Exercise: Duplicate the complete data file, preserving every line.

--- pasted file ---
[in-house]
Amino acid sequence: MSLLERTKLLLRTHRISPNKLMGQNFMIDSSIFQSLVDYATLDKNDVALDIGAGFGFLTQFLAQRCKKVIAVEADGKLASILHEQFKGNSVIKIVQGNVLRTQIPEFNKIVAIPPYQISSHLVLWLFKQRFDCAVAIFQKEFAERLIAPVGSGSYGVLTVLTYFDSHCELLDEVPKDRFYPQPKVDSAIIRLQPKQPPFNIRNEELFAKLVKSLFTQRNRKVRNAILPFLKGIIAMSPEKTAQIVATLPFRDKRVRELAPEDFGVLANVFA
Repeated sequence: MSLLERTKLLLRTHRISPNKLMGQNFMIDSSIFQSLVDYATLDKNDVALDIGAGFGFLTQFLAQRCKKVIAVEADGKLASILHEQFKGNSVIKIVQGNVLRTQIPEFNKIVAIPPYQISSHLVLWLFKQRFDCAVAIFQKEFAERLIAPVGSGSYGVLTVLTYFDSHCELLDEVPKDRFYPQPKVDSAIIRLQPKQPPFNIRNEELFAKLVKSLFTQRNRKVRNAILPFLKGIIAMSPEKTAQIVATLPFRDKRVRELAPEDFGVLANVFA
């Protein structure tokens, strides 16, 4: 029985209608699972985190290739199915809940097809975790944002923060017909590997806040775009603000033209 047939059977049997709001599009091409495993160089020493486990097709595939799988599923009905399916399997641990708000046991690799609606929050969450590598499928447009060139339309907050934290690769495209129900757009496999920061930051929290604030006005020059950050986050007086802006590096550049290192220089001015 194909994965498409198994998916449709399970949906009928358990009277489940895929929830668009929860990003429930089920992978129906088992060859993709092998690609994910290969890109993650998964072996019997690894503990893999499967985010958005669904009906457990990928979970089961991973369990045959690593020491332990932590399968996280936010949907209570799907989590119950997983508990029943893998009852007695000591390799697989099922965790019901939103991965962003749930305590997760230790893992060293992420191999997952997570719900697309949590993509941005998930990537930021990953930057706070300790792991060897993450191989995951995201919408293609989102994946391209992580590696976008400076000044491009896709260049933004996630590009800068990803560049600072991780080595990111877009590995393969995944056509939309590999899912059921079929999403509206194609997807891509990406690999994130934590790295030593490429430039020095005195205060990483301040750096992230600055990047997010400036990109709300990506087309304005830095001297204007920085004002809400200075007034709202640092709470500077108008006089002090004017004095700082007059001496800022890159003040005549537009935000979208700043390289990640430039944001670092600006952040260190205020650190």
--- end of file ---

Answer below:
[in-house]
Amino acid sequence: MSLLERTKLLLRTHRISPNKLMGQNFMIDSSIFQSLVDYATLDKNDVALDIGAGFGFLTQFLAQRCKKVIAVEADGKLASILHEQFKGNSVIKIVQGNVLRTQIPEFNKIVAIPPYQISSHLVLWLFKQRFDCAVAIFQKEFAERLIAPVGSGSYGVLTVLTYFDSHCELLDEVPKDRFYPQPKVDSAIIRLQPKQPPFNIRNEELFAKLVKSLFTQRNRKVRNAILPFLKGIIAMSPEKTAQIVATLPFRDKRVRELAPEDFGVLANVFA
Repeated sequence: MSLLERTKLLLRTHRISPNKLMGQNFMIDSSIFQSLVDYATLDKNDVALDIGAGFGFLTQFLAQRCKKVIAVEADGKLASILHEQFKGNSVIKIVQGNVLRTQIPEFNKIVAIPPYQISSHLVLWLFKQRFDCAVAIFQKEFAERLIAPVGSGSYGVLTVLTYFDSHCELLDEVPKDRFYPQPKVDSAIIRLQPKQPPFNIRNEELFAKLVKSLFTQRNRKVRNAILPFLKGIIAMSPEKTAQIVATLPFRDKRVRELAPEDFGVLANVFA
């Protein structure tokens, strides 16, 4: 029985209608699972985190290739199915809940097809975790944002923060017909590997806040775009603000033209 047939059977049997709001599009091409495993160089020493486990097709595939799988599923009905399916399997641990708000046991690799609606929050969450590598499928447009060139339309907050934290690769495209129900757009496999920061930051929290604030006005020059950050986050007086802006590096550049290192220089001015 194909994965498409198994998916449709399970949906009928358990009277489940895929929830668009929860990003429930089920992978129906088992060859993709092998690609994910290969890109993650998964072996019997690894503990893999499967985010958005669904009906457990990928979970089961991973369990045959690593020491332990932590399968996280936010949907209570799907989590119950997983508990029943893998009852007695000591390799697989099922965790019901939103991965962003749930305590997760230790893992060293992420191999997952997570719900697309949590993509941005998930990537930021990953930057706070300790792991060897993450191989995951995201919408293609989102994946391209992580590696976008400076000044491009896709260049933004996630590009800068990803560049600072991780080595990111877009590995393969995944056509939309590999899912059921079929999403509206194609997807891509990406690999994130934590790295030593490429430039020095005195205060990483301040750096992230600055990047997010400036990109709300990506087309304005830095001297204007920085004002809400200075007034709202640092709470500077108008006089002090004017004095700082007059001496800022890159003040005549537009935000979208700043390289990640430039944001670092600006952040260190205020650190």